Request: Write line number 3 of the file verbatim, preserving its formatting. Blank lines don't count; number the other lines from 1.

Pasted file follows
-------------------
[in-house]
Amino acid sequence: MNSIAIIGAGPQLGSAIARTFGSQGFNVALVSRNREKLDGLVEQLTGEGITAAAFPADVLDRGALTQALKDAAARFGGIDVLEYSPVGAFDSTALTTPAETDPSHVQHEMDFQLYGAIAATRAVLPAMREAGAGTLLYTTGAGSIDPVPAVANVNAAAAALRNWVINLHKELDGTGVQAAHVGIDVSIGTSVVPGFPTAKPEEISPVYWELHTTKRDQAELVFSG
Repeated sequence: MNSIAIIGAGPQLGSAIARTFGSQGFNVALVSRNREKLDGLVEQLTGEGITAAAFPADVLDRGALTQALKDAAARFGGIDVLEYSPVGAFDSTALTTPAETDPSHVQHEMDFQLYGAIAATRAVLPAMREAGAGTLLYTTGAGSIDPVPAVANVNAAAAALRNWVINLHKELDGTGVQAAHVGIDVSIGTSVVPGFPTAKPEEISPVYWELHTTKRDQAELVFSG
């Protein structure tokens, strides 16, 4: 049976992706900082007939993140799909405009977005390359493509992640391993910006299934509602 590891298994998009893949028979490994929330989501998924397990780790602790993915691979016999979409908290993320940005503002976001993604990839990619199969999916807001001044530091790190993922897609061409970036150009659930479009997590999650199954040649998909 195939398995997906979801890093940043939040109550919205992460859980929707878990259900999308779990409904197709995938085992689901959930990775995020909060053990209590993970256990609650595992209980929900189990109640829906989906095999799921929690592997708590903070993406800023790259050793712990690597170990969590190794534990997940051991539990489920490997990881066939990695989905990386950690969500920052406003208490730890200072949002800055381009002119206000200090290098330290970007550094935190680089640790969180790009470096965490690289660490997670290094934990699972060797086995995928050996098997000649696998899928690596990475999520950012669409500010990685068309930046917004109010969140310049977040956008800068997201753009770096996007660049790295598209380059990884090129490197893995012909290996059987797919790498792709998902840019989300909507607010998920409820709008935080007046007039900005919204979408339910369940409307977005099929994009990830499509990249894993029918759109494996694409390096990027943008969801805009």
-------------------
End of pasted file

Repeated sequence: MNSIAIIGAGPQLGSAIARTFGSQGFNVALVSRNREKLDGLVEQLTGEGITAAAFPADVLDRGALTQALKDAAARFGGIDVLEYSPVGAFDSTALTTPAETDPSHVQHEMDFQLYGAIAATRAVLPAMREAGAGTLLYTTGAGSIDPVPAVANVNAAAAALRNWVINLHKELDGTGVQAAHVGIDVSIGTSVVPGFPTAKPEEISPVYWELHTTKRDQAELVFSG